Cenovus wants to build a better future.  In addition to its commitment to being a responsible developer of one of Canada’s most valuable resources, the oil company is hoping to fuel progress by strengthening the communities where it lives and works.

“We want communities to be better off because we are there,” explains Cenovus Community Affairs Advisor, Andrea Ruste.  “Part of being a good neighbour is giving back and investing in areas that will ensure a positive legacy.”

Recognizing that education creates a strong foundation for success, Cenovus took a closer look at its Aboriginal Scholarship program two years ago in an effort to formalize the process and increase its value.  The revamped program now offers $3500.00 scholarships to 10 Aboriginal students who reside in operating areas and are pursuing a full-time degree, diploma or certified trade.  Interestingly, the chosen area of study does not need to link directly to oil sands operations.

“Ultimately, our goal is to encourage Aboriginal students; to increase the number of professionals and role models in our communities; and to further the potential for local employment,” says Ruste.  “Be it a teacher, carpenter, nurse or oil and gas specialist, regardless of the program, the community will be stronger.”

Shelby Merchant, was one of 34 eager scholarship applicants who received funding in 2013. In addition to helping to finance her education, the experience eventually led to a Local Community Relations Analyst job with Cenovus at the company’s Christina Lake site in northern Alberta.  Merchant now works at the Foster Creek site where she continues to help Cenovus build strong relationships with local stakeholders.

“I was always stressed about my financial situation during university,” says Merchant, 23, who resides on the Kikino Métis Settlement, about 185 kilometres northeast of Edmonton. “When I found out that I got the scholarship, it gave me the support I needed to move forward with my education. Since I could barely afford rent, the scholarship helped me finish my next semester. I finally felt like I could focus on school and not stress about money.”

Over the last few years, the program’s popularity has continued to grow steadily.  “In 2014, 54 scholarship submissions were received and this past October, we had interest from 86 applicants,” says Ruste.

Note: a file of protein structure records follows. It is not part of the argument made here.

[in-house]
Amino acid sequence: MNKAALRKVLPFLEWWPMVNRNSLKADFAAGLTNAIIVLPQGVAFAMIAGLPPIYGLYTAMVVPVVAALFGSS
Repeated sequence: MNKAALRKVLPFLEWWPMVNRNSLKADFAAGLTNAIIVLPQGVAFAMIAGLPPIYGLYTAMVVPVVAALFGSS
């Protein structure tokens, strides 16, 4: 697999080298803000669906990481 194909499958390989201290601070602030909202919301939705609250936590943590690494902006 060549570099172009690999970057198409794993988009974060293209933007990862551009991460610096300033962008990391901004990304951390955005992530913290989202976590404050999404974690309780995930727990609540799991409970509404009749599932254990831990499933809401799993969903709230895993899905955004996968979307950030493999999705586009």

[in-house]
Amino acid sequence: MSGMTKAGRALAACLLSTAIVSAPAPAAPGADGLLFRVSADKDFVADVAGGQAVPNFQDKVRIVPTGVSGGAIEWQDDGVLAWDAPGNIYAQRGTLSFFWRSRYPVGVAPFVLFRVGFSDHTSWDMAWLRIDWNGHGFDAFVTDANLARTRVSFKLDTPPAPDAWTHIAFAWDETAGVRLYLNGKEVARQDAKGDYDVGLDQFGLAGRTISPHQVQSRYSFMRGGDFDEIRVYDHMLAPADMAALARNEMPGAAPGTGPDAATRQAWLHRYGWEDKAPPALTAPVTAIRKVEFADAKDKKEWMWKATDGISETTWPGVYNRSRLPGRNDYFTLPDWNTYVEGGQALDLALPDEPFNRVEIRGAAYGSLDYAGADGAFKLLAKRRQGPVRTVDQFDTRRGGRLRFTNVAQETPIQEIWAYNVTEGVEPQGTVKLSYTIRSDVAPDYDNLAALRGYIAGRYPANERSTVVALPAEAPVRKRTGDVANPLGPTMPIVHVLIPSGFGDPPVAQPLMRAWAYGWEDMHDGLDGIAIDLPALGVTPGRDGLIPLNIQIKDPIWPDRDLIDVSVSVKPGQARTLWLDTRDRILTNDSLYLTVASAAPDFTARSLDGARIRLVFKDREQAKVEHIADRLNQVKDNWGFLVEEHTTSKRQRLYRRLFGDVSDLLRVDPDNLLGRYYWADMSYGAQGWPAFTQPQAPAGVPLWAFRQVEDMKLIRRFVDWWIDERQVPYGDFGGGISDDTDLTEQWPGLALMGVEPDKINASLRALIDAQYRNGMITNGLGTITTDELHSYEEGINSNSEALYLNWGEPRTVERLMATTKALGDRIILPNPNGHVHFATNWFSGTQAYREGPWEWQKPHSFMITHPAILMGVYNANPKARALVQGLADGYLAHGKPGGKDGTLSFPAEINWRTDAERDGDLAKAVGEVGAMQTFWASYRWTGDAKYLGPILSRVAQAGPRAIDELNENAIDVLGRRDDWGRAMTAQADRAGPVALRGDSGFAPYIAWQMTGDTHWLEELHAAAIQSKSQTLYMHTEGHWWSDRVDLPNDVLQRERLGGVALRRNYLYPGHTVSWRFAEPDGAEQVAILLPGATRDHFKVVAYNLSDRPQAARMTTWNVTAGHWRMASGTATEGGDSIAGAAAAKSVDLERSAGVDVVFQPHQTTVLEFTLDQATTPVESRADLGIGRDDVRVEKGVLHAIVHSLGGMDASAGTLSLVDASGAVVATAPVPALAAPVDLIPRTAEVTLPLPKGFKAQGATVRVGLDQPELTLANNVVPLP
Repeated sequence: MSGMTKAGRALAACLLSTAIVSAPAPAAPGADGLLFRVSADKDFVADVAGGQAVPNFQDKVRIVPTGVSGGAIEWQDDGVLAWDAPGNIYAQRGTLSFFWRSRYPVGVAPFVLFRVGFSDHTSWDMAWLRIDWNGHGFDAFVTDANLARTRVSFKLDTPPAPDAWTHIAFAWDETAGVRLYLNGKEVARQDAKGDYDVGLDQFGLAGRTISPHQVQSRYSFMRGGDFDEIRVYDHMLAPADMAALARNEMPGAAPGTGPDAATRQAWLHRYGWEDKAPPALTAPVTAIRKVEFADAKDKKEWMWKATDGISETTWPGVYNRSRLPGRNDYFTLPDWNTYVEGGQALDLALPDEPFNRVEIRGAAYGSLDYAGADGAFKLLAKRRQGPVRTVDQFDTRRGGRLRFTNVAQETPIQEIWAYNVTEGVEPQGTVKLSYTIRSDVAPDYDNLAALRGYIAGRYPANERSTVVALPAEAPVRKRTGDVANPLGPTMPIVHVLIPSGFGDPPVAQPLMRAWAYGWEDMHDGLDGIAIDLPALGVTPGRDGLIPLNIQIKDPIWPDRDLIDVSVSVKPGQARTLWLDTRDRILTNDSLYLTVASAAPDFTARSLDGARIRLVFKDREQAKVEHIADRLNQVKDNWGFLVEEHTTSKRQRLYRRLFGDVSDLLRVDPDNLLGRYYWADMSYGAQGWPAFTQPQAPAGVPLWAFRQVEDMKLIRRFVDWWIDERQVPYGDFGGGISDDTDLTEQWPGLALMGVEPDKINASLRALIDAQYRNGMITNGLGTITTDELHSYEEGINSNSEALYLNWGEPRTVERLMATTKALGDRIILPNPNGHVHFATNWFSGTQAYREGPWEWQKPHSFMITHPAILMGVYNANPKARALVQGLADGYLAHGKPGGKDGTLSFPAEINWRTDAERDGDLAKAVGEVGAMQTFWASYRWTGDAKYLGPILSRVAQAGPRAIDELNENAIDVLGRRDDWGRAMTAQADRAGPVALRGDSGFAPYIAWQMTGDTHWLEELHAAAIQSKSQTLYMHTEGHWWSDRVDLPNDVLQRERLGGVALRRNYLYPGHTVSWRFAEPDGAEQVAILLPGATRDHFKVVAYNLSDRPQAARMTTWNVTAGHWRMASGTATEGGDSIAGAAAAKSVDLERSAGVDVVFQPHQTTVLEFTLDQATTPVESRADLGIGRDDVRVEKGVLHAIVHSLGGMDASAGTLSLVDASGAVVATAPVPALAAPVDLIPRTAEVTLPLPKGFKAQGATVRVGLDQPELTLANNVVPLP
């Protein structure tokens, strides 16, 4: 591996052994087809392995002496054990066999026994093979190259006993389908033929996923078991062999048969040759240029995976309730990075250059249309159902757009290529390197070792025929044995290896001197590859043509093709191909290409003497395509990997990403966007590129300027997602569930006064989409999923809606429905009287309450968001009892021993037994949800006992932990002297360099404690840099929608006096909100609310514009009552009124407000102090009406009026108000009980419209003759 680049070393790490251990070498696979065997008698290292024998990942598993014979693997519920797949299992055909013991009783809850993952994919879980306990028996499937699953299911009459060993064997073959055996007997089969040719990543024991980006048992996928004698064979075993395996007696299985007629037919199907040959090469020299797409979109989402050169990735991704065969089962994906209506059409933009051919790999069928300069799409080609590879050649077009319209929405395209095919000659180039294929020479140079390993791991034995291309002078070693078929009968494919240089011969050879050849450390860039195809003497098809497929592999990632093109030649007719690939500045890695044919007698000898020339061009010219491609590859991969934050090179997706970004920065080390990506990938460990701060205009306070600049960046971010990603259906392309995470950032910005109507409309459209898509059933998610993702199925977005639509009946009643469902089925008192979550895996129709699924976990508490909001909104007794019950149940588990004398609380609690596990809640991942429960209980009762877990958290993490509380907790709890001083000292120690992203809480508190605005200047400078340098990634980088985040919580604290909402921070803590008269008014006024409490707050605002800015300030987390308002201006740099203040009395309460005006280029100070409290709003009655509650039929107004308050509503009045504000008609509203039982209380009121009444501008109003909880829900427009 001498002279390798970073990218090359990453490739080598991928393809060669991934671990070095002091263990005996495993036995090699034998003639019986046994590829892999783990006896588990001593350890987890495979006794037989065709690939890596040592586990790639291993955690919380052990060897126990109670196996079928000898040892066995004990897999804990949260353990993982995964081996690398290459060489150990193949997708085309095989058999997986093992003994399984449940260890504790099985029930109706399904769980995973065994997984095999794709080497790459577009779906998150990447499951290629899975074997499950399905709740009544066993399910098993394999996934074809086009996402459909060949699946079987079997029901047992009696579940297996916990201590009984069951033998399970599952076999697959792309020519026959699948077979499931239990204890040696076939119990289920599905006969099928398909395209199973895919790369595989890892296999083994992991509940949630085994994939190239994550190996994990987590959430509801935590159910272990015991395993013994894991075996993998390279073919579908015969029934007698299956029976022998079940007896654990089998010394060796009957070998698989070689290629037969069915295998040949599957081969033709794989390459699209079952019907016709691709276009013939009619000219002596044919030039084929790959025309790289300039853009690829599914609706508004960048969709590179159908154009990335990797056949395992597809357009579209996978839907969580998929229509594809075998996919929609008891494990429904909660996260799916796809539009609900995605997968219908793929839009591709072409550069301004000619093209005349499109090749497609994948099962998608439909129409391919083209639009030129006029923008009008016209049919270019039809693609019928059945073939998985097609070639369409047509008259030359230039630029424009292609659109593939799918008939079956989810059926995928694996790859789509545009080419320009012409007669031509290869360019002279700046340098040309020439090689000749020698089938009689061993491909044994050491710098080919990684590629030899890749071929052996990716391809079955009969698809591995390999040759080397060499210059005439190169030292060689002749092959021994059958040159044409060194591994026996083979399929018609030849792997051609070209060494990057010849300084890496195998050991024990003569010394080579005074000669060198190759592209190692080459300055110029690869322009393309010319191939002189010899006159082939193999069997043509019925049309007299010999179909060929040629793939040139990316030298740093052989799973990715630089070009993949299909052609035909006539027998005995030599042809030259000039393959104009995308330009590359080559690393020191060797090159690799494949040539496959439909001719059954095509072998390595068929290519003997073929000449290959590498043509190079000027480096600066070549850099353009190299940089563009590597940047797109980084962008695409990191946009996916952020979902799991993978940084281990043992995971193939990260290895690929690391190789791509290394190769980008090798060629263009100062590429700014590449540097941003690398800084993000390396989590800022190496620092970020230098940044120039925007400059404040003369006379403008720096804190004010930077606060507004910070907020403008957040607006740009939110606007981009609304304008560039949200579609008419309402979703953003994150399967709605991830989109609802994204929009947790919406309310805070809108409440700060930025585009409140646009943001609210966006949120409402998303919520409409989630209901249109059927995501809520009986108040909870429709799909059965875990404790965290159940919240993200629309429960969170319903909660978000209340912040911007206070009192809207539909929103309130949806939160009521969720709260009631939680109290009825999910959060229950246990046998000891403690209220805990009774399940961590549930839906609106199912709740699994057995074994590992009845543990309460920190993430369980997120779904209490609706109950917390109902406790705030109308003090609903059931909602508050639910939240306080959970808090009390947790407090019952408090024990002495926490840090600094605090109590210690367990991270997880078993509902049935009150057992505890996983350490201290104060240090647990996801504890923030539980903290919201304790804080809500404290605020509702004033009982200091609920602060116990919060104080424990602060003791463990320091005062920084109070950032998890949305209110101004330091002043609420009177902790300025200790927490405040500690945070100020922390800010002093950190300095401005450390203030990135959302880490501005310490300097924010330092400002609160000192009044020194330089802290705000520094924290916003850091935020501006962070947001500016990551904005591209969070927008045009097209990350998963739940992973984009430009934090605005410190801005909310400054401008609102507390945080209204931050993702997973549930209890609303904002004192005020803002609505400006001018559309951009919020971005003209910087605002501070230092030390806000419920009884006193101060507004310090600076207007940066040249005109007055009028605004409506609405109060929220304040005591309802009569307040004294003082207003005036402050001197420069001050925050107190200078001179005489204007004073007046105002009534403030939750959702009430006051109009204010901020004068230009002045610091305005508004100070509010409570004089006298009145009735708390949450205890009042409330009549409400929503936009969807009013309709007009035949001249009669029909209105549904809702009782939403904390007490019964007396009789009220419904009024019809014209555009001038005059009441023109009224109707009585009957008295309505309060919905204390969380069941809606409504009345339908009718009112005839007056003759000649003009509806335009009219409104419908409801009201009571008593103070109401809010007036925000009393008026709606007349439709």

In addition to funding new students, Cenovus is demonstrating its commitment to supporting people at every stage of their educational journey.  “We want to see people not only pursuing goals but attaining them,” explains Ruste.  “Once funded, scholarship applicants are able to apply for continued support right up until the end of their program provided they still meet the eligibility criteria.”

Cenovus is intent on helping northern Albertans succeed.  As well as easing the financial burden for prospective post-secondary students, the company continues to invest in school-based programs that build skills and broaden opportunities.

In 2013, $900,000 was donated to Northland School Division No.61.  The funding, which is being dispersed over a three year period, is supporting the Division’s Literacy Initiative and Career and Technology Studies (CTS).

“We definitely see literacy as a long-term investment,” says Ruste.  “It is a fundamental skill that is a big indicator of graduation rates – something we also really care about.”

With Cenovus’s help, the Division has been able to increase student literacy resources through the incorporation of books with more Aboriginal content, and expand professional and community development opportunities including community literacy nights to ensure the reading bug spreads well beyond the classroom.

“The initiative has seen positive results since it began almost three years ago,” she says “In fact, the number of students reading at grade level in grades 1-8 has increased by 19% since 2013.”

In January this year, 10,000 additional guided reading books were purchased as part of the Literacy Initiative.  These books will continue to support children from kindergarten right through to grade eight in the 24 local schools within the Division boundary.

The CTS program is also benefitting from the funding boost.  Hands-on career training is much easier with new trailers and kits for schools, field trips, post secondary site visits and additional staff training.

“We know that high school completion rates in this region are a big challenge,” explains Ruste.  “The CTS program is helping students connect what they are learning in school with their real life career options.  That link is so important for them to be engaged in school, be more likely to graduate and continue on a path to success.”

As a member of the Oil Sands Community Alliance (OSCA), Cenovus is committed to innovative solutions that help to build thriving communities. Together, OSCA members are ensuring continued regional prosperity and community well-being.